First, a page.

Fundamental LOTR Question

You can all snicker behind your pipe smoke, but something just occurred to me about this whole Ring business.

I believe it’s in the books and it’s said by Aragorn in the film: “It is an army bred for one purpose–to destroy the world (race?) of men.” (and Viggo does a great job delivering that line, btw)

Ok, so Sauron is one pissy immortal kind of dude. Got it. But here’s my question:

This mystical being (god? overlord? magical critter–what IS he, anyways?) has um, talents and qualities that no mortal man can match. Not even the Dunadein (sp?). Even if this whole debacle was spite based and just for evil’s sake-what’s in it for Sauron POST the death of Man? What’s he going to do? Torture hobbits on Thursdays for fun and profit? Tweak the elves ears? (and they’re so moving out of the neighborhood anyway–talk about [good] Wight Flight!). The dwarves–what, use them for lawn ornaments?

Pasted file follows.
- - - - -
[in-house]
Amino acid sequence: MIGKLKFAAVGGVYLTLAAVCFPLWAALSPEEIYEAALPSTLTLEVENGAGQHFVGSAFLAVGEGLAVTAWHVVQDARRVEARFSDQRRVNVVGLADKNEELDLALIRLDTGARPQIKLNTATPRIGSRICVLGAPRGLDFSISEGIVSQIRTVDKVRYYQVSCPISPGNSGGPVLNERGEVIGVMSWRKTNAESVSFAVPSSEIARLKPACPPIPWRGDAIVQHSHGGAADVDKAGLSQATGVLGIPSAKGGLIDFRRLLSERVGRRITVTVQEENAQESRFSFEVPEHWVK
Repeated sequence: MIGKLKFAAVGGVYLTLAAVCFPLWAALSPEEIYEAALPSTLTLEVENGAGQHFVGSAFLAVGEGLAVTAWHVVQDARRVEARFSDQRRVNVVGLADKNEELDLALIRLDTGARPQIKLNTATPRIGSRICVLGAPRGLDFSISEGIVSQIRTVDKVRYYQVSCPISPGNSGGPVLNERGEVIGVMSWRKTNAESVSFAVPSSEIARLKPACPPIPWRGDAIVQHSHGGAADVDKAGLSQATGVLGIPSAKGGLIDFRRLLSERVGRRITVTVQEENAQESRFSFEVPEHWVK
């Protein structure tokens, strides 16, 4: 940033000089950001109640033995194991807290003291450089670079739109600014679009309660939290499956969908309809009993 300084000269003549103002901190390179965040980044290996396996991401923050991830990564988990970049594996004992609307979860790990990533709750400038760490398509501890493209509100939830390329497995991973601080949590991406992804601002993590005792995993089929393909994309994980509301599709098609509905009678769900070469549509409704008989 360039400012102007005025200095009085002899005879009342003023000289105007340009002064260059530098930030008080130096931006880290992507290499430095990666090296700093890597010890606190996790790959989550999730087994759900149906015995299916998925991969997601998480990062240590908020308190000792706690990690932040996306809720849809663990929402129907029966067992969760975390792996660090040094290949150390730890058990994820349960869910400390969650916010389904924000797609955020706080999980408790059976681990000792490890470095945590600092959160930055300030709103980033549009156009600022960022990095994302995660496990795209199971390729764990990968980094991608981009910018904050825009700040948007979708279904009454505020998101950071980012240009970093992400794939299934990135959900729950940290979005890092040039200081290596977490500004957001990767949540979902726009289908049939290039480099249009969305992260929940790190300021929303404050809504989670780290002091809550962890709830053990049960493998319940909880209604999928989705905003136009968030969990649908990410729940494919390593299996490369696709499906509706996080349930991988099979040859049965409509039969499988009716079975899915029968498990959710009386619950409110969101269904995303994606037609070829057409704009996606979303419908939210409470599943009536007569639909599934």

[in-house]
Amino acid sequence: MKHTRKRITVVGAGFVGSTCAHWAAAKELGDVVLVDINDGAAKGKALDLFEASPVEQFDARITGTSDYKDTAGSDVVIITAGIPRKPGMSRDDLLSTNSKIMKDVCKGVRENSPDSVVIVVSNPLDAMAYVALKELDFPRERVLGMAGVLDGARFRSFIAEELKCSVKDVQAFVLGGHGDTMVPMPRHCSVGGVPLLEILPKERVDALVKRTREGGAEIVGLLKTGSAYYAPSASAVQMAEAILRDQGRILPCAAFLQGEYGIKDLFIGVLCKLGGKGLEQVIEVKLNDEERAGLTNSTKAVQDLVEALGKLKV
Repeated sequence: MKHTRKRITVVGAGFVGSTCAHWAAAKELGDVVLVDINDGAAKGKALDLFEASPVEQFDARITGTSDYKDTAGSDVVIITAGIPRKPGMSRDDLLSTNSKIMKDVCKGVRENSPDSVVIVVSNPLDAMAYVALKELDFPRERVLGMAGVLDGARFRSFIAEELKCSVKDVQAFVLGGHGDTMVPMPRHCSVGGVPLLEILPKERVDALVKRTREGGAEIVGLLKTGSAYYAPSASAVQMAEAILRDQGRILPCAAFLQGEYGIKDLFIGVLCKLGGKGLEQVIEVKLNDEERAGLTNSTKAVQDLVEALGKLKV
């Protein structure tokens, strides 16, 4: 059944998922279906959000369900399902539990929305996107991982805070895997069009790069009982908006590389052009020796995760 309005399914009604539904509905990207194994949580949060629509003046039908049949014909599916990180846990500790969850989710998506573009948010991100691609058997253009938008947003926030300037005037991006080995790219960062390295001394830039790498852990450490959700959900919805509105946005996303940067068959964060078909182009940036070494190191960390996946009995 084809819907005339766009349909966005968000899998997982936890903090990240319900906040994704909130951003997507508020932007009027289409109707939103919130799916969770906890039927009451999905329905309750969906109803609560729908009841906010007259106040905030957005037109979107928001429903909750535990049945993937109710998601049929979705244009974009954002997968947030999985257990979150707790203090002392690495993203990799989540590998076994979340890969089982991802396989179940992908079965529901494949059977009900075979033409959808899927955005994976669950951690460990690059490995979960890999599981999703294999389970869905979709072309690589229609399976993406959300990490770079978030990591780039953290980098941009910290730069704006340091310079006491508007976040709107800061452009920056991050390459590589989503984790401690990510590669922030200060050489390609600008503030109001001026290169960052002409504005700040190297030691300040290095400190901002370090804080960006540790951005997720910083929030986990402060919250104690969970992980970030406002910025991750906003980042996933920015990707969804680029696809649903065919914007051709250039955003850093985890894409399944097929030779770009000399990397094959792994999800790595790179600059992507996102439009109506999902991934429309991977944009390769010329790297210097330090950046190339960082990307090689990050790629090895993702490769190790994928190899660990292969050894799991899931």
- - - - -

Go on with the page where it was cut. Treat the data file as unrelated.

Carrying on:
So, let’s say Sauron succeeded–what then? He gets to play with all the toys, but to what end? There ain’t no one to subjugate anymore.

So, I ask–WHY did he want to destroy the race of men? Would we not then have “this” world we all live in now? (ok, that’s getting a bit metaphysical and trippy, but you know what I mean. I hope).

Self preservation? He considers Men a threat. Afterall they did deprive him of his physical body.
Just my WAG as a complete LOTR Non-expert.

He didn’t want to kill all humans. he wante to enslave them. As well as everything else.

Sauron was basically an angel… or a demon. he was a creature of the same order as Gandalf, but naturally more powerful and who had then gained even more from his dark master (a a Satan figure who goes by Morgoth). Morgoth eventually got his butt kicked but good, but Sauron calculated the powers of good wouldn’t interfere again in the same manner.